I’ve been a bicycle tour guide in Paris for more than two years, and this is a topic I’ve been thinking of writing about for a while. I resisted it because I’m not a fan of bitchsticles (bitchy-list-articles) and I couldn’t really see how this would interest anybody except me and my guide friends.
Then I realised something that changed my mind:
The tour you get depends on the tourist you are.
That is, the way you as a tourist behave on tour can directly affect your day. And you paid good money for your tour right? So you should be getting the best possible experience. However, many kind, polite and normally awesome people can still be Irritating Tourists, simply because they don't realise what goes on behind the scenes.
So while this list is kind of self-serving, I hope that it might help you too.
Be the kind of tourist that guides love
Understand that tours are not off-the-peg experiences. Although you might be used to Netflix and snapchat, your guide is not actually a television. They can see you, and see if you are or are not responding to them. If they ask questions, participate, if they ask your preference for one activity or another, give them a response. When I see that I have an unresponsive, uninterested-seeming group, I will go onto autopilot. When I have an engaged, friendly group that obviously appreciates what I’m doing, I’ll go miles out of my way to give them the best tour possible. Things as simple as smiling, nodding or standing closer to the guide so she doesn’t have to shout let them know you are interested.
Guides often have to repeat simple instructions dozens and dozens of times, and every time they do, time is taken away from the experience. And also drives them insane.
“We will be making a bathroom break after this visit”
“After this visit, yep, there will be a bathroom break”
“The next break will be after this visit”
“No, I haven’t forgotten the bathroom break, it will be after this visit”i
See how irritating that is? Now imagine being the one saying it.
Being repetitive is also why guides don’t like it if you pre-empt the content. For example, if you are riding down a road towards the Eiffel Tower, you can reasonably assume the guide will stop and talk about the Eiffel Tower. Sidling up to them and asking privately “So why was the Eiffel Tower built?” may impel them to tell you something ridiculous and sarcastic.
Use your noggin
Don’t ask non-sequitur questions when your guide is doing something tricky, like negotiating a busy traffic intersection, (ahem Place de la Concorde). Your safety may actually depend on their concentration.
Be on time
Almost all tours have a designated time limit, so for every minute you are late you are eating into another activity. The guide often has time restrains or deadlines that you are unaware of, but which affect the quality of the tour, for example train or boat departures, performance schedules or even when the café is likely to be the busiest.
Continue to be a parent
A (female) guide is not a free nanny, and no matter how well they seem to get along with the kids, they already have a job.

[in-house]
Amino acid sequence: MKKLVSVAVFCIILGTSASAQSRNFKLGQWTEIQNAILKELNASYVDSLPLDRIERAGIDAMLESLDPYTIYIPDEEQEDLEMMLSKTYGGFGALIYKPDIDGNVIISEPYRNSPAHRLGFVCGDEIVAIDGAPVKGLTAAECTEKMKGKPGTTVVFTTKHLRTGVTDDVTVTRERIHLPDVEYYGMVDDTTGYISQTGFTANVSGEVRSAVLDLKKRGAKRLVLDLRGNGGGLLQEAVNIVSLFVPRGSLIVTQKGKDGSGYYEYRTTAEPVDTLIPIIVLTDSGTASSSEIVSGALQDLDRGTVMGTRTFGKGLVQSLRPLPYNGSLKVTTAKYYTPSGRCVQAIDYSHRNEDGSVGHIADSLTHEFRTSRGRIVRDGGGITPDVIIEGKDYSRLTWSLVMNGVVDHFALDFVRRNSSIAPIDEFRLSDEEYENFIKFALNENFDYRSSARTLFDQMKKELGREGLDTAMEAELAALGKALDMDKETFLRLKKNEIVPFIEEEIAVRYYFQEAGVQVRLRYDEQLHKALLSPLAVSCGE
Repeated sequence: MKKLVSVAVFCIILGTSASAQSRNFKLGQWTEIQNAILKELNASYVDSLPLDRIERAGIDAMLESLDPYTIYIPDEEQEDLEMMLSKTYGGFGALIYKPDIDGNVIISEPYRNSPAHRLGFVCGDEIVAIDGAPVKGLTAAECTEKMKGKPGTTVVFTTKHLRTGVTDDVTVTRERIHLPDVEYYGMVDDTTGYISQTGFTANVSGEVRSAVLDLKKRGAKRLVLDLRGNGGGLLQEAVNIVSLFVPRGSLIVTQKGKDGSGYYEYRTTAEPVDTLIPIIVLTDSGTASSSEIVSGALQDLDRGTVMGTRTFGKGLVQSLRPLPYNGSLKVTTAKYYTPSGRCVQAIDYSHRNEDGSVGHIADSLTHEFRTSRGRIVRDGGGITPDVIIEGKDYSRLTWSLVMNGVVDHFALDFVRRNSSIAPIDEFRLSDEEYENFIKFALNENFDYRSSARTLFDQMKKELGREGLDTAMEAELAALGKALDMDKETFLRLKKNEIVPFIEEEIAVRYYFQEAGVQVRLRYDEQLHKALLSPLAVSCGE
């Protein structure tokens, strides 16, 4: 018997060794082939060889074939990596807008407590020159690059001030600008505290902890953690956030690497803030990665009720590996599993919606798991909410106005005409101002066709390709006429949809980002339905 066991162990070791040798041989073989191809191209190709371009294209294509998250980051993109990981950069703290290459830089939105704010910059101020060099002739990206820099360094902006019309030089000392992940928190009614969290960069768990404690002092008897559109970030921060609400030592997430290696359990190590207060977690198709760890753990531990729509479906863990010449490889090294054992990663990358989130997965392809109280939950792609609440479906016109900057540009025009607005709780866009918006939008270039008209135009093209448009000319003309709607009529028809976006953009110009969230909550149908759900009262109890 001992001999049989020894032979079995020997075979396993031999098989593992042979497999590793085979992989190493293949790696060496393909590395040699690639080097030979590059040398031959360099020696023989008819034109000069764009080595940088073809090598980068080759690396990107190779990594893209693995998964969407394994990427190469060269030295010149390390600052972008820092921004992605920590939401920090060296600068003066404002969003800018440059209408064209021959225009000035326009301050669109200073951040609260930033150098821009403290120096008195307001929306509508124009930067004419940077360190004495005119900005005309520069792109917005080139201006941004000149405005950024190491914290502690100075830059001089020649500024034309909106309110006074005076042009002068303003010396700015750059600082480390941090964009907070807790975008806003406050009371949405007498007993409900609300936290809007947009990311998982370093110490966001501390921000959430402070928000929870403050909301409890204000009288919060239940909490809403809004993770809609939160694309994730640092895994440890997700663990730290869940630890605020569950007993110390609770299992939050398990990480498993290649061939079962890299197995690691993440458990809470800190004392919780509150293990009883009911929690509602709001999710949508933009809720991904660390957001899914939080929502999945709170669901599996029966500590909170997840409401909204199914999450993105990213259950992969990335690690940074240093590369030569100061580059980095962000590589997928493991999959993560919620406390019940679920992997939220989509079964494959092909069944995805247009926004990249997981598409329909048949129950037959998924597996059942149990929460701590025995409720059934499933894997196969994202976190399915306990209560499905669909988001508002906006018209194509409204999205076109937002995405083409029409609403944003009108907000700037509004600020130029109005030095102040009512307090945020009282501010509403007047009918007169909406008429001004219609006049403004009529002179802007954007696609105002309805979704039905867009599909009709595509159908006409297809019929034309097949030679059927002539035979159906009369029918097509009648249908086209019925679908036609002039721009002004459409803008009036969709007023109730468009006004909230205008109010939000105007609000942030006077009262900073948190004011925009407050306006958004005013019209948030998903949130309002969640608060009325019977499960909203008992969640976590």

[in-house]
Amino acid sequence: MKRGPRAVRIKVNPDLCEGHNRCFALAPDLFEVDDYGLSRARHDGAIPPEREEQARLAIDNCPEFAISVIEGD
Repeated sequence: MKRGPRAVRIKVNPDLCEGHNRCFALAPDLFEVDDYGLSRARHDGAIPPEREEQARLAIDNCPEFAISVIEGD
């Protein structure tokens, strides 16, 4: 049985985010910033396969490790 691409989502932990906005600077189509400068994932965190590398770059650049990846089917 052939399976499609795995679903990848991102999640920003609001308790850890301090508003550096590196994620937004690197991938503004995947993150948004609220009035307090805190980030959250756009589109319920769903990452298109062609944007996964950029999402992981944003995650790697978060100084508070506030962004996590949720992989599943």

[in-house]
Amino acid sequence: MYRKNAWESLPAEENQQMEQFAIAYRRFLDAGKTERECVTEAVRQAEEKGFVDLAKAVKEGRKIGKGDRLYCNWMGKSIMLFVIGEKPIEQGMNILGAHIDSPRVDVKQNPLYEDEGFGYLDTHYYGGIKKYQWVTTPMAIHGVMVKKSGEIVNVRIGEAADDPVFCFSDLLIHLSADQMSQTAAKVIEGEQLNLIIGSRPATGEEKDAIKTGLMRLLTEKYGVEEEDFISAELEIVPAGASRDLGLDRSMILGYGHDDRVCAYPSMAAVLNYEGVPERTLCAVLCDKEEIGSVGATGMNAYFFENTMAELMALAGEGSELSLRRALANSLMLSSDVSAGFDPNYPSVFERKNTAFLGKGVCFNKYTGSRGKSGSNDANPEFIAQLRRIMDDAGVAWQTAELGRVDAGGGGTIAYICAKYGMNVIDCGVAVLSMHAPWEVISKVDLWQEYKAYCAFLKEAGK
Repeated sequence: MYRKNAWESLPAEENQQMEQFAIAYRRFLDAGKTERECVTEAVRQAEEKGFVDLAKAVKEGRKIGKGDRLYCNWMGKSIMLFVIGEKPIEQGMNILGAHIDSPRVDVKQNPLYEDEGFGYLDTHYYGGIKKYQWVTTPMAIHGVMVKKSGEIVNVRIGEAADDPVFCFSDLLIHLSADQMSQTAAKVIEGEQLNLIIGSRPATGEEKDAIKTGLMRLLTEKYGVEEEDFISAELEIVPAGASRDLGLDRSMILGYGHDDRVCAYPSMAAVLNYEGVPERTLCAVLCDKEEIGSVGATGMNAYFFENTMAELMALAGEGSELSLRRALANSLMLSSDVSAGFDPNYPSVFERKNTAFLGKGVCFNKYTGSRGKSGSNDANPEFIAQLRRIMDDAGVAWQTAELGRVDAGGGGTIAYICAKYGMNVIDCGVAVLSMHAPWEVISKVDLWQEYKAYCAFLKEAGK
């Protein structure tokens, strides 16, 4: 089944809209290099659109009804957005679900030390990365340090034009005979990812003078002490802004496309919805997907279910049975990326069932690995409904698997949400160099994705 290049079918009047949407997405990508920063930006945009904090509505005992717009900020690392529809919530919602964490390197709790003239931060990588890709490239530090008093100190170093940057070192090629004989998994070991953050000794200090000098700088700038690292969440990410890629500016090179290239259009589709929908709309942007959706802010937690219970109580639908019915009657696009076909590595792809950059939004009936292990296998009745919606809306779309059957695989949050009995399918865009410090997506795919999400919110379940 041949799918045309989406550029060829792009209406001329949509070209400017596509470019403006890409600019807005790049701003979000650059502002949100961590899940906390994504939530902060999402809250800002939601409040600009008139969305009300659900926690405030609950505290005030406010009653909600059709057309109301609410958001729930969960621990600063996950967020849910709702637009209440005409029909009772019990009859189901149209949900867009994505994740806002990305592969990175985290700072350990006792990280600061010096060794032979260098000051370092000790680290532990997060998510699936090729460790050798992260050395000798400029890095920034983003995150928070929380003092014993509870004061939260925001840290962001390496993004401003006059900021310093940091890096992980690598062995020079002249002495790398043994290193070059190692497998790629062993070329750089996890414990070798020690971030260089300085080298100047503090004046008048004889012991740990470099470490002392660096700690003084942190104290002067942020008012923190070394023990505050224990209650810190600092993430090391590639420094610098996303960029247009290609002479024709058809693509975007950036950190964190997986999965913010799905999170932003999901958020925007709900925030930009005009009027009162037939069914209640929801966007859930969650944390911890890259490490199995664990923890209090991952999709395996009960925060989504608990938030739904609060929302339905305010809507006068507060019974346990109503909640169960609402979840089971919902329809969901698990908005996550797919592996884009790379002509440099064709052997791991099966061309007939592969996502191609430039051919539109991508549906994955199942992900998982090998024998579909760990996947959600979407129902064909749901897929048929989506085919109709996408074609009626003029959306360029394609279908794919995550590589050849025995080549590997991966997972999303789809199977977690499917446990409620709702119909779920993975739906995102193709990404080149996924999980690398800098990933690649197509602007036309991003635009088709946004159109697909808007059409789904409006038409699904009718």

Let your guide eat
If you are on a tour which includes a lunch or dinner break, try not to pepper them with non-stop questions. I can’t count the number of times I’ve finished a 9 hour tour with only a bite or two of a baguette in me. Your guide needs the energy more than you do.
Be a team player
Majority rules when it comes to group tours. If you show up to a casual family bike tour in Lycra and your own helmet when everyone else is in sandals and casual clothes, adjust your expectations. While you may have imagined a high-speed tour, the guide has to go with majority. Pestering them to go faster or bitching about the slow people in a group will win you no friends. If you are unable to make these concessions and play nice with others, book a private tour.
Sometimes there truly is nowhere to buy water, a jumper, a spare battery… whatever during the tour. As an adult, you’re expected to think for yourself a little bit, and come prepared. And don't expect your guide to pull these things out of thin air. I ain't no Mary Poppins.
From asking the guide too many personal questions. “Why did you move here? How long will you stay? Do you have a boyfriend?”. This is tricky because it is friendly and natural to want to get to know your guide, and they appreciate you taking an interest, but try to bear in mind that if they have been working for even just one month, they will have been asked the same questions literally thousands of times.
That being a tour guide is a real job. While it may appear to be nothing but sunshine and rainbows, it is actually very hard work. You know that expression “You don’t notice good makeup?” the same is true of guiding. If your day went smoothly, its because your guide was exceptionally good and worked their ass off.
It's hard not to be annoyed when after greeting and charming my group, learning everyone's names, reassuring a nervous rider, herding a dozen wobbly cyclist through busy traffic, changing a flat tire, administering simple first aid, translating at the boulangerie, and explaining the complexities of the French Revolution with perfect date recall, I get asked “So what’s your real job?”.
And above all...
Have fun! Leave your issues at the door, and get excited!